Quote of the week

Mr Zuma is no ordinary litigant. He is the former President of the Republic, who remains a public figure and continues to wield significant political influence, while acting as an example to his supporters… He has a great deal of power to incite others to similarly defy court orders because his actions and any consequences, or lack thereof, are being closely observed by the public. If his conduct is met with impunity, he will do significant damage to the rule of law. As this Court noted in Mamabolo, “[n]o one familiar with our history can be unaware of the very special need to preserve the integrity of the rule of law”. Mr Zuma is subject to the laws of the Republic. No person enjoys exclusion or exemption from the sovereignty of our laws… It would be antithetical to the value of accountability if those who once held high office are not bound by the law.

Khampepe j
Secretary of the Judicial Commission of Inquiry into Allegations of State Capture, Corruption and Fraud in the Public Sector including Organs of State v Zuma and Others (CCT 52/21) [2021] ZACC 18
23 January 2007

Holy Bull!

Here is a question for the next South African edition of Trivial Pursuit: When can one “infuriate” or “goad” an animal without exposing oneself to criminal sanction and a one year jail term?

No, THIS time the answer is not that one can do so as long as one happens to be an ex chief whip of the ruling party or some other high up in the ANC hierarchy. It so happens that all of us can infuriate or goad (or neglect or torture or terrify) animals as we wish – as long as the said animals are not living in captivity.

This, in any case, is what the Animal Protection Act 71 of 1962 says. The Act states that anyone who, amongst others, “overloads, overdrives, overrides, ill-treats, neglects, infuriates [I kid you not!], tortures or maims or cruelly beats, kicks, goads or terrifies any animal is guilty of a criminal offence”.

An animal is defined as:

any equine, bovine, sheep, goat, pig, fowl, ostrich, dog, cat, or other domestic animal or bird, or any wild animal, wild animal, wild bird or reptile which is in captivity or under control of any person.

Now the SPCA wants to use this act to have Mr Tony Yengeni prosecuted for cruelty towards the bull for the ritual stabbing of the bull before it was slaughtered and presumably eaten as part of a cleansing ceremony (although I would hope that, like lady Macbeth, Mr Yengeni is never going to feel completely cleansed again).

The poor bull must indeed have been quite infuriated after being stabbed by Mr Yengeni – of all people. Being stabbed by Mr Yengeni must almost have been as infuriating as being killed with your brothers and sisters at an abattoir and then put in little plastic packets and sold at the Checkers.

To my mind the SPCA’s move against Mr Yengeni is both laughable and culturally arrogant.

It is laughable because the relevant legislation is anachronistic in the extreme and reminds us all of the hypocritical way in which our society deals with animals. Just think:

  • The law allows us to kill and eat some (but not other) animals as long as the killing is done far away from prying eyes in abattoirs – all to keep in tact the fiction of humane slaughtering;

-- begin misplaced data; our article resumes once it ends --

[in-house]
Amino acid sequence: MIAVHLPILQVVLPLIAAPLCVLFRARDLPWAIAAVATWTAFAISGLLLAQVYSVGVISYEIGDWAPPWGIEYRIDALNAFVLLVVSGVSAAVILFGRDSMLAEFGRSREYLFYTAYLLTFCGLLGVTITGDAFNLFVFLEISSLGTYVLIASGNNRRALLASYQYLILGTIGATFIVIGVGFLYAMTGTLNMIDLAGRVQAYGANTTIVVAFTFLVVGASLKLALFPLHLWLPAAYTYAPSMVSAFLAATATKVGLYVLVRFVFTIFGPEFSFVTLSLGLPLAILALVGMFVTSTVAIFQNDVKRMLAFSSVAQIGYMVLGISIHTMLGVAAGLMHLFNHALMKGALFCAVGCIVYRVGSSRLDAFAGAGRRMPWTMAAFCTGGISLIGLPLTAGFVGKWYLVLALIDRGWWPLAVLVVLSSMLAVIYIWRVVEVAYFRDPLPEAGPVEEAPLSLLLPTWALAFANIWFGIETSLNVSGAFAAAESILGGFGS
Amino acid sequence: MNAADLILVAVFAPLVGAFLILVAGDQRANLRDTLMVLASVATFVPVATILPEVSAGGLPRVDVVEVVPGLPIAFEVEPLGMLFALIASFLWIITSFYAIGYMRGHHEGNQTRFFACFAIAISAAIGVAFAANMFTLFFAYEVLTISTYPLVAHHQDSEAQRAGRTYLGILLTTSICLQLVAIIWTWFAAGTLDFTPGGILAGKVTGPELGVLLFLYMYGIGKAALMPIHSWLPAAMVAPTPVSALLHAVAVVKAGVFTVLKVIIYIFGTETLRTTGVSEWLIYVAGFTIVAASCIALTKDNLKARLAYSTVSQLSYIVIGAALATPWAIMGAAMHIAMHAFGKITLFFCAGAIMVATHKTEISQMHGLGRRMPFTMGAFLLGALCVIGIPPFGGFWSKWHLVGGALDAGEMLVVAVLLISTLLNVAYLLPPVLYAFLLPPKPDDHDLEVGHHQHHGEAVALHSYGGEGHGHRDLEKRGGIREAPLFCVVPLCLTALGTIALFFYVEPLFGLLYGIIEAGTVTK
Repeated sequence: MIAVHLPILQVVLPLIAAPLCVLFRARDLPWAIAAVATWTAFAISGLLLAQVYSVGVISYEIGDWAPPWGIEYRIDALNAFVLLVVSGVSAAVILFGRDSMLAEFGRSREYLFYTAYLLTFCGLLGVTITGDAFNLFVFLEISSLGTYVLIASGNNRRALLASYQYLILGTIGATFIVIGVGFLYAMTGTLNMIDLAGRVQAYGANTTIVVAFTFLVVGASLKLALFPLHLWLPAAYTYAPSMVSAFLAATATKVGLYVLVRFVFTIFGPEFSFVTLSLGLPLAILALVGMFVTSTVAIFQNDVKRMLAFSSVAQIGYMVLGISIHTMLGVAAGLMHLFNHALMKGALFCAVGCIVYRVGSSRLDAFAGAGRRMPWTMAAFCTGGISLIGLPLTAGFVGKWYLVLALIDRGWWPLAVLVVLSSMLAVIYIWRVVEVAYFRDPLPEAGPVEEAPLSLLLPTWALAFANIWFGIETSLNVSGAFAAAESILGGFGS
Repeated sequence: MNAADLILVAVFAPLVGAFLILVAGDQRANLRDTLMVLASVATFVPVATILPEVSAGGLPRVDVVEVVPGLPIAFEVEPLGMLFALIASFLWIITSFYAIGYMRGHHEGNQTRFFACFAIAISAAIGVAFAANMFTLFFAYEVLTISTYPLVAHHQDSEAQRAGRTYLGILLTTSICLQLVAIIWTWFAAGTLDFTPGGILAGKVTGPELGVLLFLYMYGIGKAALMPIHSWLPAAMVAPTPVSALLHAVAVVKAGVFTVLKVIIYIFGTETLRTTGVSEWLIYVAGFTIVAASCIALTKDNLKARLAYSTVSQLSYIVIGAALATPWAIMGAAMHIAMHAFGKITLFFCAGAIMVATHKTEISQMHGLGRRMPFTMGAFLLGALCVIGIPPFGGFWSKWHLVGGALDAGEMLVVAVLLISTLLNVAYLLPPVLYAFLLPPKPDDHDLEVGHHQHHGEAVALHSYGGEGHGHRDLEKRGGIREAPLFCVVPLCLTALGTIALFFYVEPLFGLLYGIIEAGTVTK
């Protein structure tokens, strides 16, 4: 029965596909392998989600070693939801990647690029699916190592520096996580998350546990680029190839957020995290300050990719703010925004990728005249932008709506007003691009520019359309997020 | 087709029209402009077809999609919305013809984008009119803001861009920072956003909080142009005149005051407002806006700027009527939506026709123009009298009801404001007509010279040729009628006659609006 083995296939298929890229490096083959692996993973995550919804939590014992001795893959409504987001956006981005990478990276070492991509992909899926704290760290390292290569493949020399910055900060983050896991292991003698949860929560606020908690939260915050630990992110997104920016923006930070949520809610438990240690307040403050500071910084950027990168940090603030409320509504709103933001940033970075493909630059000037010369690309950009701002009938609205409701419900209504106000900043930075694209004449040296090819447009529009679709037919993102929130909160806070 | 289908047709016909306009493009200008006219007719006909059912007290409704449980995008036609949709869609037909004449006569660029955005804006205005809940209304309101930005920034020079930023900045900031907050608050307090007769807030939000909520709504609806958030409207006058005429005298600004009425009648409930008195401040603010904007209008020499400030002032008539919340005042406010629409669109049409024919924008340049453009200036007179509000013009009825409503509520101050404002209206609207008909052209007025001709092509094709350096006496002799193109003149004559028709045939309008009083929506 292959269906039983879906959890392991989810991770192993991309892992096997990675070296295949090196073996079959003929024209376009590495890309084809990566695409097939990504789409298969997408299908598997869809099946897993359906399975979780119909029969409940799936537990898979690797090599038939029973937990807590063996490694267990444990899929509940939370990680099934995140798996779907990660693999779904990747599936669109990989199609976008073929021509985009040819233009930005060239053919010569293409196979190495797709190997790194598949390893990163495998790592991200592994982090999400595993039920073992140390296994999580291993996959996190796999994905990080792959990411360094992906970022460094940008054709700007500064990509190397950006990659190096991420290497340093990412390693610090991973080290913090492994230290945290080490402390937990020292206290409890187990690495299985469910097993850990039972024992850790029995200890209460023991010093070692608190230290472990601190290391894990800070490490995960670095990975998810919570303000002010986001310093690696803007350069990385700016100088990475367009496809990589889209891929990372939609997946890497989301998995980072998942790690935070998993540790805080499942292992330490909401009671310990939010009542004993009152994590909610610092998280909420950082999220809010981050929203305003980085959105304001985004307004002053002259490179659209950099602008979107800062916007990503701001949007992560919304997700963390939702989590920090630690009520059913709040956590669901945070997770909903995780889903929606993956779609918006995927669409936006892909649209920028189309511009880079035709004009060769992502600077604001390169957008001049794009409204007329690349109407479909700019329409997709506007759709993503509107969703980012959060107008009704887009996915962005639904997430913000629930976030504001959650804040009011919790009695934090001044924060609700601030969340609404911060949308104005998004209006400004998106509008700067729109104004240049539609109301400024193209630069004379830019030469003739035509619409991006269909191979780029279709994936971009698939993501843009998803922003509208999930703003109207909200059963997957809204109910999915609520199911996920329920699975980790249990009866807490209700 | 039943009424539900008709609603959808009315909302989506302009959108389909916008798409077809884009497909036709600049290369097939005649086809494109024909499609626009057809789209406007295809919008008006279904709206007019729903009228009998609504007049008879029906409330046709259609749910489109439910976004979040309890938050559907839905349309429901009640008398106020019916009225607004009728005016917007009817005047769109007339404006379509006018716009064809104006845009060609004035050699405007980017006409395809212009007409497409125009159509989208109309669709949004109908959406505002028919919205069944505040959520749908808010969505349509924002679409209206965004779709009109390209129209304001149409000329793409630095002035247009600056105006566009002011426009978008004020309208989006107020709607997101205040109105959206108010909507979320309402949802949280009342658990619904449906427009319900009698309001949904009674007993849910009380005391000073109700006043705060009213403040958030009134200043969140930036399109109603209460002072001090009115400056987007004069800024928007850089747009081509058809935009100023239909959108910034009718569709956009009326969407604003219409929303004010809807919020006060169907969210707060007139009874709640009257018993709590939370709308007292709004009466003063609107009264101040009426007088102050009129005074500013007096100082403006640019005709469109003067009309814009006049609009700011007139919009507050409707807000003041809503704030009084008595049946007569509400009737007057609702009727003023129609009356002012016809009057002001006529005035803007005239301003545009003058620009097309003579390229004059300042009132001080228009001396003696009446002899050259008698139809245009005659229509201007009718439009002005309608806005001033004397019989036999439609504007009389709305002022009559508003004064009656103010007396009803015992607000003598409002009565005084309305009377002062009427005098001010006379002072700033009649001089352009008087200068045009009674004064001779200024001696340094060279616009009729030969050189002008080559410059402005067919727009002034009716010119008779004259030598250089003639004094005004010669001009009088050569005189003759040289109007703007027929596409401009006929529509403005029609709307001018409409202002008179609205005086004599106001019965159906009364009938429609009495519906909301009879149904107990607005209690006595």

• We can eat and kill animals but we cannot have sex with animals – ever;
  • We can torture and kill any animal – mice, say – as long as we do not keep the animals as pets; and
  • Many of us are horrified by the killing of seals, say, or furry little monkeys, but would not think twice before exterminating mosquitos or cockroaches.

As a matter of personal virtue one might say that it is better not kill an animal unless its absolutely necessary because the animal is infuriating you by, say, being as ugly as a cockroach. But to criminalise bad behaviour towards all animals in captivity while sanctioning the wholesale commercial slaughter of the same animals, seem very weird.

It is also culturally arrogant because the law encompasses a certain uptight, Calvinist view of how so called “civilized” people have to behave towards animals. It does not take into account the cultural attitudes of the vast majority of South Africans who may not be able to afford to have such sentimental and confusing views of (certain) animals.

Cleansing ceremonies involving the slaughter of cattle is a deeply rooted cultural practice – up there with the twirling of koeksisters and drinking oneself stupid and aggressive at a braai.

This law was adopted in 1962 by the apartheid Parliament as a attempt to impose certain so called Western standards on people living in cities. To now use such a law against individuals who are merely practicing their cultural traditions seem perverse.

Some regulation of the slaughtering of animals or even the treatment of animals held in captivity by humans, may be acceptable or even required, although given our warped attitudes towards different kinds of animals such regulation will always be anachronistic in some way or another.

Of course, one can also ask why this law has not been amended or repealed, more than 12 years after the advent of democracy? Some ANC types may well holler about the racists who are trying to use the law against fraudster Yengeni, acting as if the Parliament does not have the power to amend the law. But that is a story for another day.

2015 Constitutionally Speaking | website created by Idea in a Forest